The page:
Bravery represents the film’s focal point and gives it a soul: the meek, no matter their circumstances, possess the strength and will to best the tyrants and persecutors of their lives, and in some cases literally overthrow their demons to do the right thing. Nestled within Cloud Atlas‘s advocacy for the disempowered, though, lie other thematic elements that greatly inform the displays of mettle showcased from one story to the next. Cloud Atlas‘s sextet of climaxes aren’t defined by a single lone common denominator; they depict the weak defeating the strong, but nearly every such instance of success is attained through the joint efforts of two or more people fighting for the same thing. Without Zachry, Meronym’s quest would surely have failed, and without Meronym, the Kona would surely have killed Zachry and his niece; robbed of Autua’s intervention, Ewing would have succumbed to Goose’s vile medicines.
There’s a common denominator in each of these scenarios: Cloud Atlas‘s protagonists do not overpower their nemeses on their own. Quite the opposite, actually– they almost universally receive assistance from others in their various journeys and adventures. In a way, this recurring circumstance perhaps affirms the odious assertions made of their perceived frailty, but it actually supplies Cloud Atlas with two additional through-lines of morality and compassion, which in turn informs the film’s inclination to champion the weak and each portrayal of people risking their comfort, their safety, and their very lives to help another further defines it as a humanist work of art.
Because in the end, Cloud Atlas isn’t just about people being intrepid only within context of themselves, and it’s not just about demonstrations of benevolence and empathy. Rather, it’s about how all three of these emotions and senses intersect with one another and come to comprise the fabric of the entire film. We could peg Cloud Atlas as a film about any single one of these motifs, and we’d be correct, but would Luisa Rey have managed to persevere through the attempts made on her life as well as the obstacles placed in her path by Smoke and Hooks without the intervention of Joe Napier? If not for Hae-joo Chang, could Sonmi~451 have avoided her initially scheduled execution– and if not for Sonmi~451, could Chang and his cohorts have transmitted their urgent communication?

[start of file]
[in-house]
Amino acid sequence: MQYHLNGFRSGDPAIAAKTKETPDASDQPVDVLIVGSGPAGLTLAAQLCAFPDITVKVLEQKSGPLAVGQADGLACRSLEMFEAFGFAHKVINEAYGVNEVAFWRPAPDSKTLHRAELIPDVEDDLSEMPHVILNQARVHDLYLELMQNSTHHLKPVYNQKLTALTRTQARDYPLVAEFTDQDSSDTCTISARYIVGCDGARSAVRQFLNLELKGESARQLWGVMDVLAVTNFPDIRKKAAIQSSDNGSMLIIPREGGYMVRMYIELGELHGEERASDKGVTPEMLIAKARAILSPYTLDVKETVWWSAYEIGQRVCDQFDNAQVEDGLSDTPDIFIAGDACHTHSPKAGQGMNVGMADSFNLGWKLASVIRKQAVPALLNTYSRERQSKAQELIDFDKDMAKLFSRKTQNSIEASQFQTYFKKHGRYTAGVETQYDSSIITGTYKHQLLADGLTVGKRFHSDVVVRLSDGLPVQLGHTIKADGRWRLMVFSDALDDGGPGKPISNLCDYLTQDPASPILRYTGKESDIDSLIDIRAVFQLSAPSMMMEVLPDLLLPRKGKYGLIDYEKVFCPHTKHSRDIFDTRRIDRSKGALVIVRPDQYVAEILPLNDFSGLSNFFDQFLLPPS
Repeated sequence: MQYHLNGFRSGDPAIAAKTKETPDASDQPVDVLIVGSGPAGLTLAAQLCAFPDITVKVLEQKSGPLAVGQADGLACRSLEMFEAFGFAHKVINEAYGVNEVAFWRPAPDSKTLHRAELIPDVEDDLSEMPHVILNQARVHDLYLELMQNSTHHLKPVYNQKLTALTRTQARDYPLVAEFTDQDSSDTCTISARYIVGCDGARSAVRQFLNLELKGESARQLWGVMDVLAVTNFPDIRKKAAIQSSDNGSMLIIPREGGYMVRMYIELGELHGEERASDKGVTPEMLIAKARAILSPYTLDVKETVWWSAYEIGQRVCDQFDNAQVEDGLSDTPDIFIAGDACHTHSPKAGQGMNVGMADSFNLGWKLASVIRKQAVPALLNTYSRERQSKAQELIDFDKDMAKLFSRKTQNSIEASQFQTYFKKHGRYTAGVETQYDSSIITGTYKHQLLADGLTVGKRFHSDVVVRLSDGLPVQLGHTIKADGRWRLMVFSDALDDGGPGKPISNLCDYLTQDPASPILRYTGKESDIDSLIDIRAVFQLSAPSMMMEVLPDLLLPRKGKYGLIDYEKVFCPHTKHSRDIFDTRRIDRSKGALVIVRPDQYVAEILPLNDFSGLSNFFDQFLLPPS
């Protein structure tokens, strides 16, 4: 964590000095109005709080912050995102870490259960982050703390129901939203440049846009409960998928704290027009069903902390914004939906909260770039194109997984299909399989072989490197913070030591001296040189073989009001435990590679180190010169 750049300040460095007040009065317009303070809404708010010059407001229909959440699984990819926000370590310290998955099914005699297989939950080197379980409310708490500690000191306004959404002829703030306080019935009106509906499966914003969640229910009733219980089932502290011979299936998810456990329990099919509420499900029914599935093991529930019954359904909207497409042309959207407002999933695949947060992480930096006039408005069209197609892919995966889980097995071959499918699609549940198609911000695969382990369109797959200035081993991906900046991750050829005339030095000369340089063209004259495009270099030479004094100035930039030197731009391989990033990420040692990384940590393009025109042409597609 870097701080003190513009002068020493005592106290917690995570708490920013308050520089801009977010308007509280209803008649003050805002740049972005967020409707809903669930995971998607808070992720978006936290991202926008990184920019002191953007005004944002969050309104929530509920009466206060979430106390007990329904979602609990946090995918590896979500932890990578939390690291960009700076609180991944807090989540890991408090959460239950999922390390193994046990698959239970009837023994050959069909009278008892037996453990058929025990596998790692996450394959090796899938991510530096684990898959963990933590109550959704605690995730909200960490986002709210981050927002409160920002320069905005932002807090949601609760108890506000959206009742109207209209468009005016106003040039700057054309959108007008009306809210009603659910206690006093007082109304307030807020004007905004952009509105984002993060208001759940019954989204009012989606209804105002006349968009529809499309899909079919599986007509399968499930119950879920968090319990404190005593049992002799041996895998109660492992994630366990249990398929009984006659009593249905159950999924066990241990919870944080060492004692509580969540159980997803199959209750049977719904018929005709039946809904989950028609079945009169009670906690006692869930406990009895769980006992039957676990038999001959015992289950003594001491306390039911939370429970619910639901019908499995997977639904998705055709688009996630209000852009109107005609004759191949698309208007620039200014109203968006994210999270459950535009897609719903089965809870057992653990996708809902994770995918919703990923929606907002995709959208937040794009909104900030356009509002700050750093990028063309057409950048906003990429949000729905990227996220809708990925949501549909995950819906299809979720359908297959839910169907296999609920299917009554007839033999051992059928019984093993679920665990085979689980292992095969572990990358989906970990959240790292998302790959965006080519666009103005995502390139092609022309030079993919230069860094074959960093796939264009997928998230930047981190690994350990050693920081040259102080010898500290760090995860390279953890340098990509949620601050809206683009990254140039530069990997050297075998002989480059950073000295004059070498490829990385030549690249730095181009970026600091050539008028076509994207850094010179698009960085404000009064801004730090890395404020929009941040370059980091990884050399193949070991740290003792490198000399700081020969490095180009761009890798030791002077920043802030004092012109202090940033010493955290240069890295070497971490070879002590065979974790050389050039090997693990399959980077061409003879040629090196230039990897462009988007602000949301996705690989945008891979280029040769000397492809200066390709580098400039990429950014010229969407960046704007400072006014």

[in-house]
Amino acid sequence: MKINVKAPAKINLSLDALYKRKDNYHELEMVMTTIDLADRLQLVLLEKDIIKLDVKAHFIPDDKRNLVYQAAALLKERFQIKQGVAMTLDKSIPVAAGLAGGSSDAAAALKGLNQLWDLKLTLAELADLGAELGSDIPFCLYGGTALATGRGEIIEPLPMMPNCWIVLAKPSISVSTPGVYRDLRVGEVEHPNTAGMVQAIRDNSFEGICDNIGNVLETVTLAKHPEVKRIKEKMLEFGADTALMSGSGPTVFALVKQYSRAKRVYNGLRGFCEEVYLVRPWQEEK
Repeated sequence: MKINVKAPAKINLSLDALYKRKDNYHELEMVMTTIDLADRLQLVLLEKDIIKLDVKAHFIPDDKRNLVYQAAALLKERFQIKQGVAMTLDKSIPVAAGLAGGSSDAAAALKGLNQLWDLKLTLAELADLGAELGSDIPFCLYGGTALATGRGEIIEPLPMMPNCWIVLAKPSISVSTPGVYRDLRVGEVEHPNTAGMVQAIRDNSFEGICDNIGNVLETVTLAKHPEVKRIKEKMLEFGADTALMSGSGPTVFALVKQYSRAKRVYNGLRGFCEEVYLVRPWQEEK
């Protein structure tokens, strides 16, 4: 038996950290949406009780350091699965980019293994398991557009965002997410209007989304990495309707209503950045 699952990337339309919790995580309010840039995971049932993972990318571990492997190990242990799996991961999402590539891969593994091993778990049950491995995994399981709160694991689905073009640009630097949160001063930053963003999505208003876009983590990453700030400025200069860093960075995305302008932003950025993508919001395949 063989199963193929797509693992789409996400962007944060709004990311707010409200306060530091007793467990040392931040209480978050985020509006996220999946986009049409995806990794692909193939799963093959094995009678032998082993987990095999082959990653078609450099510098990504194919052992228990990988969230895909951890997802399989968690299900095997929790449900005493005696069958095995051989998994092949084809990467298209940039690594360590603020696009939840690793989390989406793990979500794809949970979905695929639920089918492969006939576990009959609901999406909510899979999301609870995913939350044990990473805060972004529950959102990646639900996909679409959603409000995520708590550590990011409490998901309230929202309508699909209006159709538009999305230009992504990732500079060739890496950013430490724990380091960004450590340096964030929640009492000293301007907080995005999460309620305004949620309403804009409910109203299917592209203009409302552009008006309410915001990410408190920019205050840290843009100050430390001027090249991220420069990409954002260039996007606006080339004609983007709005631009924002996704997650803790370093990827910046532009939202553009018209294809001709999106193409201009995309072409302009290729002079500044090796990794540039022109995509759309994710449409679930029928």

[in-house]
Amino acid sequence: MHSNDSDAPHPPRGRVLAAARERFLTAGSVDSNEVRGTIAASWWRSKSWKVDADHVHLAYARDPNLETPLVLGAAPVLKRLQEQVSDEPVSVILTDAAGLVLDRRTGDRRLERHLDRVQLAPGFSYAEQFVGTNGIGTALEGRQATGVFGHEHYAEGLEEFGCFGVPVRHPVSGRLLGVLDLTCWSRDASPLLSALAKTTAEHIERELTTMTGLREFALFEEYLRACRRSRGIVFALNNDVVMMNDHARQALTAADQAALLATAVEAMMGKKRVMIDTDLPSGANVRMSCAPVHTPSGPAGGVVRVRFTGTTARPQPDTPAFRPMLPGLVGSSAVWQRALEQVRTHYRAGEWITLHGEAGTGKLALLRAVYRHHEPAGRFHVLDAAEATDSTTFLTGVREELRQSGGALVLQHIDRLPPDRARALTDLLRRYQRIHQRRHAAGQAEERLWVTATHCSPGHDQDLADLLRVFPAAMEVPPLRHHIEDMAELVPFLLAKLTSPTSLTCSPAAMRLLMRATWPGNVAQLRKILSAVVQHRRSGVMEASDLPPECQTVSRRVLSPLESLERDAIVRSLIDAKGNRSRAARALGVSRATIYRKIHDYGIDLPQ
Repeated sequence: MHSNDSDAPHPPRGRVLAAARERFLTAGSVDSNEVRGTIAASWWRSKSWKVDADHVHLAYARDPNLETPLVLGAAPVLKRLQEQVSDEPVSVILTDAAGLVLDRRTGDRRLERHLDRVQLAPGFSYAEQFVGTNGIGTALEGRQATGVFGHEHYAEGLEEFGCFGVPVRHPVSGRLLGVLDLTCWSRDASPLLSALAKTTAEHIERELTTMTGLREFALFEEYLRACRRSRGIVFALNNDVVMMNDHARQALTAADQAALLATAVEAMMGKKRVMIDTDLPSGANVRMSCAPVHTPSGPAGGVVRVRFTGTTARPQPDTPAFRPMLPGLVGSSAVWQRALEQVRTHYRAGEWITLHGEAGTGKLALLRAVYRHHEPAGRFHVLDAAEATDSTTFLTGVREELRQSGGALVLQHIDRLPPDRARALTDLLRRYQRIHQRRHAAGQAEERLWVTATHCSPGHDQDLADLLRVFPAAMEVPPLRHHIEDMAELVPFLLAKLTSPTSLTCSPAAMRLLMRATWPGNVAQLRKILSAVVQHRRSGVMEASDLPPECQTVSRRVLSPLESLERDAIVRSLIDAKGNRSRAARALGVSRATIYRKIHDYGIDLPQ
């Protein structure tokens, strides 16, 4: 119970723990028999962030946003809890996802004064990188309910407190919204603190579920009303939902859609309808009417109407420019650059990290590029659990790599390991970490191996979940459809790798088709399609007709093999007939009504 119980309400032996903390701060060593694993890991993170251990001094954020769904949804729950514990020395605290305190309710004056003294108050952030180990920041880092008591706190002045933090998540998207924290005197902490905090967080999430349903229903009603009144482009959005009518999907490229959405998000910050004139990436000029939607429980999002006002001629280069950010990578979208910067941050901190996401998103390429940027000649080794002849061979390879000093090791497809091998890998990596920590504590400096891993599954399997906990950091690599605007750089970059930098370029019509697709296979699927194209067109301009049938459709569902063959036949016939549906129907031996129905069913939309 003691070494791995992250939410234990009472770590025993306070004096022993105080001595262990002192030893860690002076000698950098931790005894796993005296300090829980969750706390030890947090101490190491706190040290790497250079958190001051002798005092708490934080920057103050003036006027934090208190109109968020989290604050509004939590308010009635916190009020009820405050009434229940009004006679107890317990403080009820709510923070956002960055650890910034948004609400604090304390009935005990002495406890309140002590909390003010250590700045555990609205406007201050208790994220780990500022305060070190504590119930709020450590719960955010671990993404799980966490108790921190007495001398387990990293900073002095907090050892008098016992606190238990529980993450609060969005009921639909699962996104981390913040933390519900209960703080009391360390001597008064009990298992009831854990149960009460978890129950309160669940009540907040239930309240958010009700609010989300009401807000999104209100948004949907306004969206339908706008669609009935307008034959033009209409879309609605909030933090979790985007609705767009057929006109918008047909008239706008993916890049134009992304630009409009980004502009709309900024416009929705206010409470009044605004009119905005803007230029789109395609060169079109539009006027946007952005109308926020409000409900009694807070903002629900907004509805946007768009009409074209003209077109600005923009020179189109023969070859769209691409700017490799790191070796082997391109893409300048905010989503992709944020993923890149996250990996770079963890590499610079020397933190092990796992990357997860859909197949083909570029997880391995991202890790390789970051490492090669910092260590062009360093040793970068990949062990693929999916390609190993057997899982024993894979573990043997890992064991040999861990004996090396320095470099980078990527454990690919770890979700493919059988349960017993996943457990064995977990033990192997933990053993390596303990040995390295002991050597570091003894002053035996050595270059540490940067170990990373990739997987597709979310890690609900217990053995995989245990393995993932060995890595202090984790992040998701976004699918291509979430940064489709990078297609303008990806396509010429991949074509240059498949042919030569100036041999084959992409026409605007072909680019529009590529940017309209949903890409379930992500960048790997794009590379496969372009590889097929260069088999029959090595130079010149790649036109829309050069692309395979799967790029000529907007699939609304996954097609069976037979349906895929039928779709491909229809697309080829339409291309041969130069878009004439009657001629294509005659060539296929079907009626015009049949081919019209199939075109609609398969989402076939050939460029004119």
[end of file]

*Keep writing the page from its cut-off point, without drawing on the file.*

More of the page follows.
Cloud Atlas‘s events unfold as they do by virtue of human cooperation. Perhaps this is something of a generic comment, and one which can be made about any number of films throughout the medium’s history. Few, however, make such a strong point about the necessity of the selflessness and altruism the characters of each story show one another. That’s because Cloud Atlas underscores that the links which bind our species together are made up of more than what we see or what we observe (e.g., Ewing’s story bleeds into Frobisher’s courtesy of the former’s journal; Frobisher’s story bleeds into Rey’s courtesy of the letters the former wrote to his lover, Sixsmith, whom Rey meets at the start of her narrative, etc). Their strongest foundation very much lies in the actions we as individuals take toward one another.
In other words, we’re bonded through interaction instead of an inexplicable perception of familiarity. Zachry and Meronym do not develop a sense of kinship between one another because they happened to bump into each in another life (as Tom Hanks and Halle Berry, playing the former and latter roles respectively, share the screen with one another in the segment featuring Rey’s thriller adventure), but because in the present they work together to vanquish their common foes and make it to the Cloud Atlas station settled deep within the mountains. So our species is interconnected thanks to our deeds, and in Cloud Atlas the most significant deeds of the plot are those performed in the spirit of brotherhood, kindness, humanitarianism, and altruism; in those elements, the film suggests that we’ll be better-remembered for the good we do than the harm we inflict.